How would your company handle a bill for over $100 million following a security breach? That was the likely impact of the theft of data early in 2015 from Anthem, the second-biggest US health insurance provider.
Anthem confirmed that as many as 80 million records had been stolen from a database with past and present customer and employee details. The data lifted included names, dates of birth, addresses, medical IDs and Social Security numbers, but apparently no financial or medical details.
Unfortunately, that did not mean that the hackers went away empty-handed. Moreover, the moral of this story applies as much to a distributor in LA as to a health care insurance provider in Indianapolis.
1. A Security Breach Can Be Surprisingly Expensive
Even if Anthem itself did not suffer prejudice from the theft of the data, it still needed to inform the people concerned and repair the damage to its reputation as best it could. The company was insured against cyber-incidents for up to $100 million.
Costs however were expected to exceed that already imposing figure. Similarly, if a distributor lost reseller payment details to hackers, the real impact could be devastating even if the details of the distributor’s own bank account were not compromised.
2. Data Encryption? Just Do It
As an extra egg-on-face factor, no encryption had been applied to the Anthem data before the theft. Even if there is a strong industry-specific (HIPAA) recommendation that healthcare providers encrypt their data, there is no regulatory obligation.
But it made Anthem’s security look all the weaker and it also meant the hackers could immediately exploit their digital booty. Yet systematic data encryption is neither expensive nor onerous, but simply effective.
3. Tax Refund Hoaxes and Other Creative Uses of Stolen Data
On the face of it, health care has little to do with tax refunds. However, similar end-user data applies in both cases. Thus hackers could use the data from Anthem for instance to file false tax refund claims and divert the payments to their own accounts. Likewise, wholesaling information that you hold could be highly attractive for other reasons to cybercriminals.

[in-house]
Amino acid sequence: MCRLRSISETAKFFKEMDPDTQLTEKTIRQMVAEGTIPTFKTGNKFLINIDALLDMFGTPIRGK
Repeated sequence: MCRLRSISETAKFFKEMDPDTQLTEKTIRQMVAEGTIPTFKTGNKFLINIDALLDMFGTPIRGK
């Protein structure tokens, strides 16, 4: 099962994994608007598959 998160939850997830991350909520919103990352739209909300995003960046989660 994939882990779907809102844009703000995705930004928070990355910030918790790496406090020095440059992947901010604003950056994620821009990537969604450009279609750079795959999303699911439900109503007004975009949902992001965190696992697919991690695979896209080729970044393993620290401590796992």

4. It All Started a Long Time Ago…
…in Internet terms, at least. There are indications that the attack on Anthem’s database started weeks, if not months before the information theft was discovered. After the event, Anthem shared ‘indicator of compromise’ information, such as suspicious Internet addresses and malware signatures revealed by its system records. The idea was to help other organizations to identify illicit activity earlier and prevent a possible security breach of their own.
5. Bite the Bullet and Own Up
Anthem published content on the web about what happened, with its apologies. Crisis management and communication are critical in this kind of situation. But more than this, appropriate disclosure of security breaches is also mandatory in certain industries. In these cases, not only do you have the personal embarrassment, but you have to go public with it too.
6. Lock Down that Perimeter
For Anthem, the attack already happened. But for all other enterprises, prevention is better than cure. Information security must be properly planned and implemented. That includes technological protection, as well as a sufficient level of employee awareness of the need and the way to keep data confidential.
Basic precautions can be taken by the enterprise itself. Others such as security audits, advanced firewall policies, and penetration testing may be best performed by competent third-party professionals.
Can good IT security also become a competitive differentiator? Tell us how your resellers and business partners perceive your initiatives to protect your distribution company in the Comments box below.
And to follow-through on the tips introduced in this short article, be sure to download your free guide, How COOs at Los Angeles Distributors and Manufacturers Get More Done: A Guide to Productivity, Data, Staffing, Delegation, and Making It Home for Dinner Most Nights.